... Despite the call to conceptually clarify cruelty, only one study has done so. According to Levin and Arluke's (2009) study of sadistic serial killers, a certain type of animal cruelty likely foreshadows this kind of violence. The authors found that torturing animals in an up-close and personal way, especially animals like dogs and cats that have been heavily anthropomorphized in our culture, is a more apt red flag of this form of extreme violence than is everyday animal abuse. ...
... Moreover, Verlinden et al. (2000) did not examine the nature of abuse in these cases, raising the problem that teachers, parents, and school administrators might use reports of any kind of animal cruelty as a potential warning sign of a school massacre. What distinguishes, then, the present study from Verlinden and her colleagues' research is that we not only investigated the frequency of animal abuse but also its nature when it purportedly occurred, building on Levin and Arluke's (2009) study that sought to reduce the false positive problem in using animal abuse as a warning sign of extreme violence. ...
... In addition to recording whether individual school shooters allegedly abused animals, we also noted the features of this abuse when details were given. More specifically, following Levin and Arluke (2009), we noted (a) the closeness of abusers to their victims in terms of species (i.e., "higher" vs. "lower" animals), (b) personal familiarity 12 Homicide Studies 18(1) (i.e., "family/neighbor pet" vs. "stray or wild animal"), and (c) the methods of abuse, whether "up close" (i.e., direct contact with victims, such as beating) or "remote" (i.e., shooting). ...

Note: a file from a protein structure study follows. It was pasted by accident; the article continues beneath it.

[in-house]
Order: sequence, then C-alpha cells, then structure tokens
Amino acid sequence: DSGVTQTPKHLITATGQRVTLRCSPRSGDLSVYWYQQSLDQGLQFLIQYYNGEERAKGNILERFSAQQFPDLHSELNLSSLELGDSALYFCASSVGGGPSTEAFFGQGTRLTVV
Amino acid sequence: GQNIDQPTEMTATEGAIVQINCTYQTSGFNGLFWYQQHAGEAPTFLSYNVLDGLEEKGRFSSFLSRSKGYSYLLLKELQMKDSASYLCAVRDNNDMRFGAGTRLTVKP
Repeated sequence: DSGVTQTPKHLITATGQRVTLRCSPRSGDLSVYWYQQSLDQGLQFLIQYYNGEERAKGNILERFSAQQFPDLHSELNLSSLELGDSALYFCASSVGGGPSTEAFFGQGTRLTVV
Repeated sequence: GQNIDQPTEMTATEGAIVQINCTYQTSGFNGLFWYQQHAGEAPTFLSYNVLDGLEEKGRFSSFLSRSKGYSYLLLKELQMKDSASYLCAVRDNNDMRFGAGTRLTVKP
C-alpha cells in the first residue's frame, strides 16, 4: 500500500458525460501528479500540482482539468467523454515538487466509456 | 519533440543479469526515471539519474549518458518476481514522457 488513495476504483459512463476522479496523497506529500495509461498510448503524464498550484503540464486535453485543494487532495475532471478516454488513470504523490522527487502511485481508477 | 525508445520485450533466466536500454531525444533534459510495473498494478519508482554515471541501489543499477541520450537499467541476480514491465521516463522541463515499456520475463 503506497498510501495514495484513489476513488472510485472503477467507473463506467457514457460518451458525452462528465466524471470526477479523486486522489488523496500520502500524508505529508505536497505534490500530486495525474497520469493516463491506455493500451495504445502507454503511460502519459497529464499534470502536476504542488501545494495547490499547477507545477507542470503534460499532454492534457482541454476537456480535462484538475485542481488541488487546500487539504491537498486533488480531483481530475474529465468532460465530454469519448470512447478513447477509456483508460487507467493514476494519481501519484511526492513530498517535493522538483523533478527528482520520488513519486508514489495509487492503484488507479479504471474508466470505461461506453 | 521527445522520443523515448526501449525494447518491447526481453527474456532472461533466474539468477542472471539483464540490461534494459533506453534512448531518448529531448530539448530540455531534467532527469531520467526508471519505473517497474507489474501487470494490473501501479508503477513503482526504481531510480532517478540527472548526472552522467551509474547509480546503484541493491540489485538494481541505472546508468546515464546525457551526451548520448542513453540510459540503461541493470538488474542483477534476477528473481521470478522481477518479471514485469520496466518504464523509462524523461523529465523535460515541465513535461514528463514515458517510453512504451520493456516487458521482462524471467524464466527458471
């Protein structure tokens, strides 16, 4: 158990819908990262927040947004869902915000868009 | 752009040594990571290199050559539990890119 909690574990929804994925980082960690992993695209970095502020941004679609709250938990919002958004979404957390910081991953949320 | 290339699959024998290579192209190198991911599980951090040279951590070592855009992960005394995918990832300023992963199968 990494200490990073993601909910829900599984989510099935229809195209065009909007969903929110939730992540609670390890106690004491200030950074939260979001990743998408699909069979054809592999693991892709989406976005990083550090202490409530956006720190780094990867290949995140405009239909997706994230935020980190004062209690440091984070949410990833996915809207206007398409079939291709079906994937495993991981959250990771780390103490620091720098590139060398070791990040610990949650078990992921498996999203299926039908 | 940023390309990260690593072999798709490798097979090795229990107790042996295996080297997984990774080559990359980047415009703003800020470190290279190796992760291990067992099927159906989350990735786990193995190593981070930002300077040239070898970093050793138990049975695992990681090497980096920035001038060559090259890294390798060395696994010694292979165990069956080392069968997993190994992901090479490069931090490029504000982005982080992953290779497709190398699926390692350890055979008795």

Article
Full-text available
Although animal cruelty is often described as a warning sign of future human violence, particularly in the prediction of multiple homicides, prior studies reveal mixed support for this notion and lack conceptual clarity in the measurement of such cruelty. This study investigates the quantity and quality of cruelty present in a sample of 23 perpetrators of school massacres from 1988 to 2012. Findings indicate that 43% of the perpetrators commit animal cruelty before schoolyard massacres and that the cruelty is usually directed against anthropomorphized species (dogs and cats) in an up-close manner. The implications of these findings for reducing false positive cases of cruelty are discussed.
... Despite the call to conceptually clarify cruelty, only one study has done so. According to Levin and Arluke's (2009) study of sadistic serial killers, a certain type of animal cruelty likely foreshadows this kind of violence. The authors found that torturing animals in an up-close and personal way, especially animals like dogs and cats that have been heavily anthropomorphized in our culture, is a more apt red flag of this form of extreme violence than is everyday animal abuse. ...
... Moreover, Verlinden et al. (2000) did not examine the nature of abuse in these cases, raising the problem that teachers, parents, and school administrators might use reports of any kind of animal cruelty as a potential warning sign of a school massacre. What distinguishes, then, the present study from Verlinden and her colleagues' research is that we not only investigated the frequency of animal abuse but also its nature when it purportedly occurred, building on Levin and Arluke's (2009) study that sought to reduce the false positive problem in using animal abuse as a warning sign of extreme violence. ...